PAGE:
Appearing as déjà vu for printer users accustomed to cartridges “failing” after a certain number of pages, manufacturer Epson is also accused of sabotaging printers by programming a wear interval after which the equipment simply refuses to work.
Specifically, Epson is alleged to have introduced an automatic “wear-out” function at the firmware level, which once reached manifests itself by inducing artificial failure, with or without a physical cause. Thus, even if low-cost printers shipped by Epson somehow manage to overcome common problems such as cartridge clogging or damage to the paper feed mechanism, the manufacturer would have introduced a mechanism that ensures the inevitable “death” of that printer if it is used too much and still does not break down from “natural” causes.
The strategy of selling cheap printers and expensive supplies led to a burgeoning market for “compatible” cartridges, with Epson and other printer manufacturers caught in a constant race to secure profits, oscillating between sabotaging replacement cartridges and sabotaging the printers that use them. Foreseeing the consumer “escape” into the cheap consumables market, Epson and other printer manufacturers have equipped the devices they sell with a check function to verify the origin of installed cartridges, but have not activated it from the outset, leaving buyers under the impression that they can make a bargain purchase by choosing a printer that allows cartridges to be refilled or replaced with inexpensive compatible products. The “scam” only comes to light when, after a significant number of devices have already been sold to buyers motivated by the promise of the lowest possible operating cost, the manufacturer “fixes” them with an urgent firmware update, which blocks the use of third-party supplies. And if this strategy doesn’t work either, with some users finding ways to continue installing non-genuine supplies, the last resort is a programmed printer failure, even at the risk of costly class action lawsuits in US courts.
A small number of disgruntled consumers will join these class action lawsuits, seeking damages. But overall, the equipment manufacturer stands to gain far more from the chaotic use of DRM systems, blocking supplies and firmware sabotage of equipment that users have paid for in full.
In this case, the error message is for sponge pads used for collecting excess ink. These are activated each time the printer is turned on and are used to clean the cartridges. Based on a known size of the sponges and the average amount of ink absorbed, the “wear” of the printer can be determined based on the number of successive starts, regardless of the number of pages printed per use. According to Epson, damage to the cartridge cleaning pads (through physical wear or ink saturation) can lead to damage to the printer itself. So, after a certain period of time, the equipment preventively stops working. But the cause is not immediately apparent to users and anyway, involving a costly visit to an Epson authorised service centre, is equivalent to forcibly removing out-of-warranty equipment.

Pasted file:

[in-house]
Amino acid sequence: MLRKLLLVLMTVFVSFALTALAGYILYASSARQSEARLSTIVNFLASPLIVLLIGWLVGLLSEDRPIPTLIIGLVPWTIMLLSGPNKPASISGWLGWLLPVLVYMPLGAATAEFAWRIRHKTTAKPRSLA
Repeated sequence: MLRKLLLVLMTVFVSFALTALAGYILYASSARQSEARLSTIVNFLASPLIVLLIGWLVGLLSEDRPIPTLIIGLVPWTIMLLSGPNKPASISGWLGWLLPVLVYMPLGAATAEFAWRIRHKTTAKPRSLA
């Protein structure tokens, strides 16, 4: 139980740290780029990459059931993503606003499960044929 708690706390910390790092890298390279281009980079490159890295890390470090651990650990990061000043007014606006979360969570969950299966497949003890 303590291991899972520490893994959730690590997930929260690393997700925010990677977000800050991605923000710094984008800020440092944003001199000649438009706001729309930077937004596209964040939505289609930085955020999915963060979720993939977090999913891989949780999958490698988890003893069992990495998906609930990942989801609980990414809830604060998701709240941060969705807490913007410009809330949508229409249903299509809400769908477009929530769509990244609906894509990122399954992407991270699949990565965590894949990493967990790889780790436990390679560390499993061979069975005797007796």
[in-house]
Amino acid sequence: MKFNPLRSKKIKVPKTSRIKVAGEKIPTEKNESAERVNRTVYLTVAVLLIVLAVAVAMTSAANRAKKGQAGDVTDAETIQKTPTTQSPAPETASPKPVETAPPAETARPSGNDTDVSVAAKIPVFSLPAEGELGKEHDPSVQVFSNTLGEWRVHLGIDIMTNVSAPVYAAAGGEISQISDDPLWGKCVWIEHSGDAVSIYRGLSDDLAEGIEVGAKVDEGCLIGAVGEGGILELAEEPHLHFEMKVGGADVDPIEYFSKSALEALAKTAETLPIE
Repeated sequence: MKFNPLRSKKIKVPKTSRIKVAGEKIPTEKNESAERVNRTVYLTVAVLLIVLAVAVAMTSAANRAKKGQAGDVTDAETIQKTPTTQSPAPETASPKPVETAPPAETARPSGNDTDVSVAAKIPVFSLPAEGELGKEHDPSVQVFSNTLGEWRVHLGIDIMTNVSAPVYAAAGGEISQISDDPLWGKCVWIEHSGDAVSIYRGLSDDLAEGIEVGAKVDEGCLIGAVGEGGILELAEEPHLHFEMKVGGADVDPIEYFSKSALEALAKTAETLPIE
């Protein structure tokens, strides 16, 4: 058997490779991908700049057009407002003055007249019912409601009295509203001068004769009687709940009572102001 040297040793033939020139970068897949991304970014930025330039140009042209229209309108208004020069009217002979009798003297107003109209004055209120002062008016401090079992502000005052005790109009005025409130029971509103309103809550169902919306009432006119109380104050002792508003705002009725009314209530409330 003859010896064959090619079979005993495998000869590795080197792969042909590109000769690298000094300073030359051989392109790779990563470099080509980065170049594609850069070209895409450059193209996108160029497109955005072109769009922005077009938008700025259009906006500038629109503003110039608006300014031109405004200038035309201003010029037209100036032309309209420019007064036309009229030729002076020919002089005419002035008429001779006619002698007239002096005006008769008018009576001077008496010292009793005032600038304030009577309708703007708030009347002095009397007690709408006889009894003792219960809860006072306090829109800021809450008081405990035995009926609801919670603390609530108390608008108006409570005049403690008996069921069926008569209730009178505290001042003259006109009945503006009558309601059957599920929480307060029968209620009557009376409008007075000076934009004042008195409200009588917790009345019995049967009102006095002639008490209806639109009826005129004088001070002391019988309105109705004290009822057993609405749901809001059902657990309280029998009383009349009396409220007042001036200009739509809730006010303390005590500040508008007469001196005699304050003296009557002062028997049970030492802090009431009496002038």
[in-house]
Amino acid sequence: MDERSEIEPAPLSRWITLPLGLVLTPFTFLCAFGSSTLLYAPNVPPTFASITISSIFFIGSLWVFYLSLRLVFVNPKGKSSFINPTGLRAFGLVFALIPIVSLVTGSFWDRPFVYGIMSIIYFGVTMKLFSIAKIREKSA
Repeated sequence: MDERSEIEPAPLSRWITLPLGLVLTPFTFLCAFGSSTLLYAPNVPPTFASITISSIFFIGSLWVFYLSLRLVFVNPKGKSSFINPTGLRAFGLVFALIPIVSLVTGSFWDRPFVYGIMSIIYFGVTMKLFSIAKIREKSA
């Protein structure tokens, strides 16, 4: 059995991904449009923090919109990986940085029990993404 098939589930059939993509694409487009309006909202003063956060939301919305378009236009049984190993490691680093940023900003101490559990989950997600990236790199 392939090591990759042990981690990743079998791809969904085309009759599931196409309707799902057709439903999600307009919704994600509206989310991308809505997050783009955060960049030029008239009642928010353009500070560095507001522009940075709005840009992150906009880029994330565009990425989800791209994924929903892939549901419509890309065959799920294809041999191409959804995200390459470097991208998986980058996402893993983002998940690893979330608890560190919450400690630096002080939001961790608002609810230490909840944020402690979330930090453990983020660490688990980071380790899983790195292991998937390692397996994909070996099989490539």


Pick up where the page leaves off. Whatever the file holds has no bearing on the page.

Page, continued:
The list of Epson printers prone to scheduled failure due to saturation of cartridge cleaning sponges includes several relatively recent generation low-cost models such as the Epson L130, L220, L310, L360 and L365, but could include many others that are at least five years old. The list includes the Epson EcoTank series, sold in large numbers using the promise of low-cost refills and long-term equipment life.
There are already YouTube videos showing Epson users manually replacing these ink pads to bring their printers back to life. Trying to fend off possible legal action, the company also offers an ink pad reset utility, available only for the Windows platform, that can extend printer life for a short period of time. Without giving up the pre-programmed “death”, Epson has provided for the use of this utility only once, with the printer subsequently requiring repair at an authorized service center, or complete replacement.